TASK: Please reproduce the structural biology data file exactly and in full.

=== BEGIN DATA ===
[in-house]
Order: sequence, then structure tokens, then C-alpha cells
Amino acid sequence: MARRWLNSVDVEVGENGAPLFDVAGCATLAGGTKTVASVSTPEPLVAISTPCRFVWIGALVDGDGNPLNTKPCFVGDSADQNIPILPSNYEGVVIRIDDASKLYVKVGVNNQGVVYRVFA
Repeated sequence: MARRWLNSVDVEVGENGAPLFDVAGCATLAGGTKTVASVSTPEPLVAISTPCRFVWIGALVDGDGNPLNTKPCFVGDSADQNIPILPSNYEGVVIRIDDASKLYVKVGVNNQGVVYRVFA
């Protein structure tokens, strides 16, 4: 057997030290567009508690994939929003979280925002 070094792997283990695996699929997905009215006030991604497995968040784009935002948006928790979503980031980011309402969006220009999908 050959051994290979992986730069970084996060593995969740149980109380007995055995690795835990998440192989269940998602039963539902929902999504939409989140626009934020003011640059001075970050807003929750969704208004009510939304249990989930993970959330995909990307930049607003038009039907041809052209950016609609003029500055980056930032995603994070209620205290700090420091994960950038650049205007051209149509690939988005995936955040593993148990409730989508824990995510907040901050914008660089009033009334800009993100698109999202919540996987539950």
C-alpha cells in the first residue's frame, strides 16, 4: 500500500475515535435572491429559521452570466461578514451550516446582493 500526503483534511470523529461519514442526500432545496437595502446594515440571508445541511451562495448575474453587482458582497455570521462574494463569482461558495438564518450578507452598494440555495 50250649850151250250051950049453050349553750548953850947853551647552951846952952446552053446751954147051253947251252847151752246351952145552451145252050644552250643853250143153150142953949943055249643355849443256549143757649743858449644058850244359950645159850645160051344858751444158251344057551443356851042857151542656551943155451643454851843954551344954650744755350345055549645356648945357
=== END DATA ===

[in-house]
Order: sequence, then structure tokens, then C-alpha cells
Amino acid sequence: MARRWLNSVDVEVGENGAPLFDVAGCATLAGGTKTVASVSTPEPLVAISTPCRFVWIGALVDGDGNPLNTKPCFVGDSADQNIPILPSNYEGVVIRIDDASKLYVKVGVNNQGVVYRVFA
Repeated sequence: MARRWLNSVDVEVGENGAPLFDVAGCATLAGGTKTVASVSTPEPLVAISTPCRFVWIGALVDGDGNPLNTKPCFVGDSADQNIPILPSNYEGVVIRIDDASKLYVKVGVNNQGVVYRVFA
């Protein structure tokens, strides 16, 4: 057997030290567009508690994939929003979280925002 070094792997283990695996699929997905009215006030991604497995968040784009935002948006928790979503980031980011309402969006220009999908 050959051994290979992986730069970084996060593995969740149980109380007995055995690795835990998440192989269940998602039963539902929902999504939409989140626009934020003011640059001075970050807003929750969704208004009510939304249990989930993970959330995909990307930049607003038009039907041809052209950016609609003029500055980056930032995603994070209620205290700090420091994960950038650049205007051209149509690939988005995936955040593993148990409730989508824990995510907040901050914008660089009033009334800009993100698109999202919540996987539950």
C-alpha cells in the first residue's frame, strides 16, 4: 500500500475515535435572491429559521452570466461578514451550516446582493 500526503483534511470523529461519514442526500432545496437595502446594515440571508445541511451562495448575474453587482458582497455570521462574494463569482461558495438564518450578507452598494440555495 50250649850151250250051950049453050349553750548953850947853551647552951846952952446552053446751954147051253947251252847151752246351952145552451145252050644552250643853250143153150142953949943055249643355849443256549143757649743858449644058850244359950645159850645160051344858751444158251344057551443356851042857151542656551943155451643454851843954551344954650744755350345055549645356648945357